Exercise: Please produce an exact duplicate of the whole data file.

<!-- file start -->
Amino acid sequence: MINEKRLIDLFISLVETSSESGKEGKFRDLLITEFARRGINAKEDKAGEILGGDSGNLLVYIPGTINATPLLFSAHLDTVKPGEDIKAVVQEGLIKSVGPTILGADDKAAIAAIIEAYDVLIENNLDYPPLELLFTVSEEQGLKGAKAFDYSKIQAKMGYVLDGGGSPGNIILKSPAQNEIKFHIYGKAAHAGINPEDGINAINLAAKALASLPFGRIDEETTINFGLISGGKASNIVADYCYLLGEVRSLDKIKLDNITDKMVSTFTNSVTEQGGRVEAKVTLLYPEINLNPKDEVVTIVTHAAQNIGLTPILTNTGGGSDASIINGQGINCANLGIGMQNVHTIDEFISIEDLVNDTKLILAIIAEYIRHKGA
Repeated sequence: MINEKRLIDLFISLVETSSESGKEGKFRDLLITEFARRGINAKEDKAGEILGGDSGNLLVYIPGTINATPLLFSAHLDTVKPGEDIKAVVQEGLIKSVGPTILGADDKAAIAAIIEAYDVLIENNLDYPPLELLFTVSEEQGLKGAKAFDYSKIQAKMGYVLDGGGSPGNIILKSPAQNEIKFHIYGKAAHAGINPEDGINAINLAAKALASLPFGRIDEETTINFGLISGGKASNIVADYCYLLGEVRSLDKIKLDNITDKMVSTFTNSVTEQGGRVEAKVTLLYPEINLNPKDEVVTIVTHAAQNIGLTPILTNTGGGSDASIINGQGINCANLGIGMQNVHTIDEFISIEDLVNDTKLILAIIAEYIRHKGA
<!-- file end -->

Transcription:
Amino acid sequence: MINEKRLIDLFISLVETSSESGKEGKFRDLLITEFARRGINAKEDKAGEILGGDSGNLLVYIPGTINATPLLFSAHLDTVKPGEDIKAVVQEGLIKSVGPTILGADDKAAIAAIIEAYDVLIENNLDYPPLELLFTVSEEQGLKGAKAFDYSKIQAKMGYVLDGGGSPGNIILKSPAQNEIKFHIYGKAAHAGINPEDGINAINLAAKALASLPFGRIDEETTINFGLISGGKASNIVADYCYLLGEVRSLDKIKLDNITDKMVSTFTNSVTEQGGRVEAKVTLLYPEINLNPKDEVVTIVTHAAQNIGLTPILTNTGGGSDASIINGQGINCANLGIGMQNVHTIDEFISIEDLVNDTKLILAIIAEYIRHKGA
Repeated sequence: MINEKRLIDLFISLVETSSESGKEGKFRDLLITEFARRGINAKEDKAGEILGGDSGNLLVYIPGTINATPLLFSAHLDTVKPGEDIKAVVQEGLIKSVGPTILGADDKAAIAAIIEAYDVLIENNLDYPPLELLFTVSEEQGLKGAKAFDYSKIQAKMGYVLDGGGSPGNIILKSPAQNEIKFHIYGKAAHAGINPEDGINAINLAAKALASLPFGRIDEETTINFGLISGGKASNIVADYCYLLGEVRSLDKIKLDNITDKMVSTFTNSVTEQGGRVEAKVTLLYPEINLNPKDEVVTIVTHAAQNIGLTPILTNTGGGSDASIINGQGINCANLGIGMQNVHTIDEFISIEDLVNDTKLILAIIAEYIRHKGA